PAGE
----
The Obama administration snuck a big increase in the “carbon price” into a a rule on microwave ovens. Of course, the radical environmentalists are cheering this move, which could have long term policy implications when it comes to projects like the Keystone Pipeline and fuel efficiency standards.
Buried in a little-noticed rule on microwave ovens is a change in the U.S. government’s accounting for carbon emissions that could have wide-ranging implications for everything from power plants to the Keystone XL pipeline.
The increase of the so-called social cost of carbon, to $38 a metric ton in 2015 from $23.80, adjusts the calculation the government uses to weigh costs and benefits of proposed regulations. The figure is meant to approximate losses from global warming such as flood damage and diminished crops.
With the change, government actions that lead to cuts in emissions — anything from new mileage standards to clean-energy loans — will appear more valuable in its cost-benefit analyses. On the flip side, environmentalists urge that it be used to judge projects that could lead to more carbon pollution, such as TransCanada Corp. (TRP)’s Keystone pipeline or coal-mining by companies such as Peabody Energy Corp. (BTU) on public lands, which would be viewed as more costly.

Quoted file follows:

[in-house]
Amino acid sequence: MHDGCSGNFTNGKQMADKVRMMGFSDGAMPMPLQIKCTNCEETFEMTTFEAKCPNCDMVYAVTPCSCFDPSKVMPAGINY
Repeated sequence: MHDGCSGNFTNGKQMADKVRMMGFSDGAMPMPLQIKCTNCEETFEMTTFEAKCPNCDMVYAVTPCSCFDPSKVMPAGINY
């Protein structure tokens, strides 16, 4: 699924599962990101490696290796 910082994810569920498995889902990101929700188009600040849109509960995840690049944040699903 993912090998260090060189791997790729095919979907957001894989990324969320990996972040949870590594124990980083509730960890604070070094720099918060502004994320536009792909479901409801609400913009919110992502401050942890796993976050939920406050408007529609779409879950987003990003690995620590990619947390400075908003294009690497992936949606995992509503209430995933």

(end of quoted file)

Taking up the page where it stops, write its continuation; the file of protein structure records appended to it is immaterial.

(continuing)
This move was made with absolutely no input from the public.
Even supporters questioned the way the administration slipped the policy out without first opening it for public comment. The change was buried in an afternoon announcement on May 31 about efficiency standards for microwave ovens, a rule not seen as groundbreaking.
“This is a very strange way to make policy about something this important,” Frank Ackerman, an economist at Tufts University who published a book about the economics of global warming, said in an interview. The Obama administration “hasn’t always leveled with us about what is happening behind closed doors.”
Industry representatives are equally puzzled.
“It’s a pretty important move. To do this without any outside participation is bizarre,” said Jeff Holmstead, a lawyer at Bracewell & Giuliani LLP (1222L) representing coal-dependent power producers and other industry groups. A legal challenge to the determination would be difficult, but could be tried by itself or in a challenge to a specific rulemaking that uses the cost, he said. (Read More)
Oh well, at least nobody expects transparency from this administration anymore.